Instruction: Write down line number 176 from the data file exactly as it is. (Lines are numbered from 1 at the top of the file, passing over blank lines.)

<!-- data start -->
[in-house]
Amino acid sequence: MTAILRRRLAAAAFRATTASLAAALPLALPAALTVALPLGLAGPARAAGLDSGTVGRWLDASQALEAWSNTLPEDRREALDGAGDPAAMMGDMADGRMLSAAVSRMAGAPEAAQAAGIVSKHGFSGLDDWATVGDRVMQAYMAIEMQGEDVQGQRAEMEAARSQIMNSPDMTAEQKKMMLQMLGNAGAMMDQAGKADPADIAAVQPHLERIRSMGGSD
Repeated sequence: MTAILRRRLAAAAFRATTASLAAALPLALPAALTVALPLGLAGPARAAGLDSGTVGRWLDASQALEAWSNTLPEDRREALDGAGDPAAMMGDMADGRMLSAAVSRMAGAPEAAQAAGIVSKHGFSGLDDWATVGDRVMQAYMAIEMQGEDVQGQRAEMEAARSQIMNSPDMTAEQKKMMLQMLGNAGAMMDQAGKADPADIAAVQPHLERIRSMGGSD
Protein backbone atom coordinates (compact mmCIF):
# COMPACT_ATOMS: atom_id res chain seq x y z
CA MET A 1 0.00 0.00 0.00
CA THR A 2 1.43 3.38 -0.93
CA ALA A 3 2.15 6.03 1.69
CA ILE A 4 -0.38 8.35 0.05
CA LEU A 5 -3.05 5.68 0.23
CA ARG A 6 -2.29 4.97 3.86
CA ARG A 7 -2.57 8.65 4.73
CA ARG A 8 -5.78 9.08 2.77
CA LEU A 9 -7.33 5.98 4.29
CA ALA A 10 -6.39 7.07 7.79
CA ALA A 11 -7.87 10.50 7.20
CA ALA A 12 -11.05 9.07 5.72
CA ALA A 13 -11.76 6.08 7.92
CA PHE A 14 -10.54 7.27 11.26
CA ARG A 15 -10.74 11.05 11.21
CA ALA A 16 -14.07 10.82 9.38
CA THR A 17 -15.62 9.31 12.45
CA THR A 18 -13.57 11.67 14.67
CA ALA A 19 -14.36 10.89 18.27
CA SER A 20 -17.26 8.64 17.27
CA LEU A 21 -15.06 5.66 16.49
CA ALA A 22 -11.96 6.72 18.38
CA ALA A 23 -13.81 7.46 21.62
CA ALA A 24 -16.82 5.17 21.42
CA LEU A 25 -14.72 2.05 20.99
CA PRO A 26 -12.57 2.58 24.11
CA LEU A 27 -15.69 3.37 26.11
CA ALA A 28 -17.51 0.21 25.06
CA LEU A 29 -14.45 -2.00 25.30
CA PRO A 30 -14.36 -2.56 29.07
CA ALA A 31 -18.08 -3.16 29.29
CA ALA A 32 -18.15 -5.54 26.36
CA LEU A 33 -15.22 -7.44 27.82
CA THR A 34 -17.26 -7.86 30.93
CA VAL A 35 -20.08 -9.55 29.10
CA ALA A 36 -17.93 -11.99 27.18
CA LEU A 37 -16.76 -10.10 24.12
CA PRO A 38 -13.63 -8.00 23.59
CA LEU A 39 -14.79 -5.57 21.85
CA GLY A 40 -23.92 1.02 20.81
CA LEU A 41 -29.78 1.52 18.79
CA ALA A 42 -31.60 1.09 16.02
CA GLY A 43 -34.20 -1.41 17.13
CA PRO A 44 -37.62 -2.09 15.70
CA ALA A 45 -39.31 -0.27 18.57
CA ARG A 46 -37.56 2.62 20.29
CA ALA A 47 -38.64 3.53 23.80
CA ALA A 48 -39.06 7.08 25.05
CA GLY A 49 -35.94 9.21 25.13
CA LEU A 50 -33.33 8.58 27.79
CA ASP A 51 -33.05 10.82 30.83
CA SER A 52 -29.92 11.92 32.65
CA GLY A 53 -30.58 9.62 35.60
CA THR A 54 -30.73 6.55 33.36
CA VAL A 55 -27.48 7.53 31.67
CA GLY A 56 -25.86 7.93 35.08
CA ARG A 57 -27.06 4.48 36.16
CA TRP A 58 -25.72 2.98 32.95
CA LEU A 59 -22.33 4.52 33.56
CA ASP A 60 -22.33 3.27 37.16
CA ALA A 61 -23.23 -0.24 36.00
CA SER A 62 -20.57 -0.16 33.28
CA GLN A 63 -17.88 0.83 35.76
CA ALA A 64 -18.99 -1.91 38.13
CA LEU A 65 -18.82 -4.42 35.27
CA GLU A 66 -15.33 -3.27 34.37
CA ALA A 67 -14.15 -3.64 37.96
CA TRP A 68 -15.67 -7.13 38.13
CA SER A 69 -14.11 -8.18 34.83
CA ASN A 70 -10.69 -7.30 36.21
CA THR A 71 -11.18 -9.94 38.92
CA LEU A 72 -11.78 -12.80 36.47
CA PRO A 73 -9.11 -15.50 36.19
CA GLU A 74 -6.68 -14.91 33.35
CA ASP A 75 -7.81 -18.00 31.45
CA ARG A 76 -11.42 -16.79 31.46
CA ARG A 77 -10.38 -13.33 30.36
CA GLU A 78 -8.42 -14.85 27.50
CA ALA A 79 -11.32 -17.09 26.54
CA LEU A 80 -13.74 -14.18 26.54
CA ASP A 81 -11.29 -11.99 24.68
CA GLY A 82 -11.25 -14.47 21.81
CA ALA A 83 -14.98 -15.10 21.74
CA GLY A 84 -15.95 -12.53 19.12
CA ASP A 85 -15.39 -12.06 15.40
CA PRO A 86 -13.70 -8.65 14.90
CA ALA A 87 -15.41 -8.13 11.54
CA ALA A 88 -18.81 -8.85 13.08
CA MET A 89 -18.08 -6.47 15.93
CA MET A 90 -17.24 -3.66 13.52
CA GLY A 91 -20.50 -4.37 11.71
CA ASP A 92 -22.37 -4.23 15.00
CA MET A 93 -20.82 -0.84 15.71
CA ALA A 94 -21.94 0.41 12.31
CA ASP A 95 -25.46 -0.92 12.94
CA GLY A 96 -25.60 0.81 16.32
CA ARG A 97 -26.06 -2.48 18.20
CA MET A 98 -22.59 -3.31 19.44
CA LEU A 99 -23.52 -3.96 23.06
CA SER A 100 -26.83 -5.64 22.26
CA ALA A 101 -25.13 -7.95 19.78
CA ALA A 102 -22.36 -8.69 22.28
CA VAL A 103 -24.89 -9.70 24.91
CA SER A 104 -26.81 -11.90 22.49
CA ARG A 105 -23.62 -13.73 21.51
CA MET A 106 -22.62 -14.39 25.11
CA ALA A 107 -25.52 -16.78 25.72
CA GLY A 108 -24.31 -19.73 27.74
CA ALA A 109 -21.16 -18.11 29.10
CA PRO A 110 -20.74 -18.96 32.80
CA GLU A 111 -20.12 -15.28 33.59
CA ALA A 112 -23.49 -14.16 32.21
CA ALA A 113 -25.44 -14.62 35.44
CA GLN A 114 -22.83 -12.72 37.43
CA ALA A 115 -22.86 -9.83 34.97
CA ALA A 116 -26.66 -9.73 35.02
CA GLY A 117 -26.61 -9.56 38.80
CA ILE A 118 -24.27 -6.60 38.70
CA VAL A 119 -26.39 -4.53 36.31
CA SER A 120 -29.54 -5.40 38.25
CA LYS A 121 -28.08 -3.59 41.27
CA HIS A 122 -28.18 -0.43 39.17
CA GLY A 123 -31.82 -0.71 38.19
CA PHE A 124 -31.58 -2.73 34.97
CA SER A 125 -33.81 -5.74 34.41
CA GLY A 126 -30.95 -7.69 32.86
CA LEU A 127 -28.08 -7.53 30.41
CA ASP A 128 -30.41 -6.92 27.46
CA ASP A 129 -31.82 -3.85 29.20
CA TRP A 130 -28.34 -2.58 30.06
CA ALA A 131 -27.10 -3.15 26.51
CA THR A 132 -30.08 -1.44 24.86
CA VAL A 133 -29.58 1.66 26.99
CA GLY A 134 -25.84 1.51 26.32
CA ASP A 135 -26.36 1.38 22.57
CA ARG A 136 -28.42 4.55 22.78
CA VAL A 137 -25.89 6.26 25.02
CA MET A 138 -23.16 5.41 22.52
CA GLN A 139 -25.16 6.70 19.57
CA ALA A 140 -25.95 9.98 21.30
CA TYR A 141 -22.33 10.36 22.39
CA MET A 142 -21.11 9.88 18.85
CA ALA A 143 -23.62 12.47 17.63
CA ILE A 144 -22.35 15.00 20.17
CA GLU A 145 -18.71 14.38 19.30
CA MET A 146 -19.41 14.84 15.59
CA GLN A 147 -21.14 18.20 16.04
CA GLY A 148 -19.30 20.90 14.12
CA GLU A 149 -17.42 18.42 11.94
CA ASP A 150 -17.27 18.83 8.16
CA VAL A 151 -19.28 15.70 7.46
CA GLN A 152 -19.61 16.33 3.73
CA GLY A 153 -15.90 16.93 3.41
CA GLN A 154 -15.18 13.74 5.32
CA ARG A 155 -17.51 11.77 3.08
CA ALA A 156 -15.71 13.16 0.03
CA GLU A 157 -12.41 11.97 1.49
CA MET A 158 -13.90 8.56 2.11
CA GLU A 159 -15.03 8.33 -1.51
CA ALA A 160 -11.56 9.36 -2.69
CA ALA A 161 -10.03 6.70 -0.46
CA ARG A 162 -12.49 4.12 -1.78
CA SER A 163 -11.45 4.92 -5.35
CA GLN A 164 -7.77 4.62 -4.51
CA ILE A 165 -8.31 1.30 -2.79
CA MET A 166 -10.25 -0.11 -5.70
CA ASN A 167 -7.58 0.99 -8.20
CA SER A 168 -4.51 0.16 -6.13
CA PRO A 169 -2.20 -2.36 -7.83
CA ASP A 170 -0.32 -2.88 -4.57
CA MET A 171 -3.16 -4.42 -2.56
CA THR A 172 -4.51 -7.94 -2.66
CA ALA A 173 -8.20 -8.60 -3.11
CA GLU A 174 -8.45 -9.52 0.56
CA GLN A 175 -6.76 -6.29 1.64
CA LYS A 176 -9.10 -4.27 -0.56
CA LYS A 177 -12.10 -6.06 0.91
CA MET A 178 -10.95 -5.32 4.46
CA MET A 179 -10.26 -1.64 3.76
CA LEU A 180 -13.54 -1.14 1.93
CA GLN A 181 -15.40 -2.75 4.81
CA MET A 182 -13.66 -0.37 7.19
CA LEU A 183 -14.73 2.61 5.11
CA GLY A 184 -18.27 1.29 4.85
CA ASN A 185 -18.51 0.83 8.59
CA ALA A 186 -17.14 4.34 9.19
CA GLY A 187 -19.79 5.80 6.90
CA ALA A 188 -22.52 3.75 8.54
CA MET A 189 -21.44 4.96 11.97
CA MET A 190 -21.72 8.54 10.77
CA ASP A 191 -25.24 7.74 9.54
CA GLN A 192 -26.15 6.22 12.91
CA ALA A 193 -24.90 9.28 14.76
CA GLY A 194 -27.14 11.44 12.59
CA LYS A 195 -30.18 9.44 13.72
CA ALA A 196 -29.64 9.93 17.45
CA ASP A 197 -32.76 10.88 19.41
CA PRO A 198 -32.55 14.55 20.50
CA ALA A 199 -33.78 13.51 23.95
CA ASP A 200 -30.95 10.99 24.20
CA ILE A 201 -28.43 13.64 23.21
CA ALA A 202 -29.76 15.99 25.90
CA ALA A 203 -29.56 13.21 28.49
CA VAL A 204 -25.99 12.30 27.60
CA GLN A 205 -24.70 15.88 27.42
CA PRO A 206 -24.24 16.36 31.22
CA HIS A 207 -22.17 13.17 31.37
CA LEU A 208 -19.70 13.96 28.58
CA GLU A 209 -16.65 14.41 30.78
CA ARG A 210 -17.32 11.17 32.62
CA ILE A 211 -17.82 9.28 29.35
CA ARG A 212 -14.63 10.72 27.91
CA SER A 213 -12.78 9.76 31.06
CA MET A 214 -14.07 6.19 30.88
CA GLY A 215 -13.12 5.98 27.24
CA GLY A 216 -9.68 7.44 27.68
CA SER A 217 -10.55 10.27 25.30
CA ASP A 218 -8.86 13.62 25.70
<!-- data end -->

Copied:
CA MET A 171 -3.16 -4.42 -2.56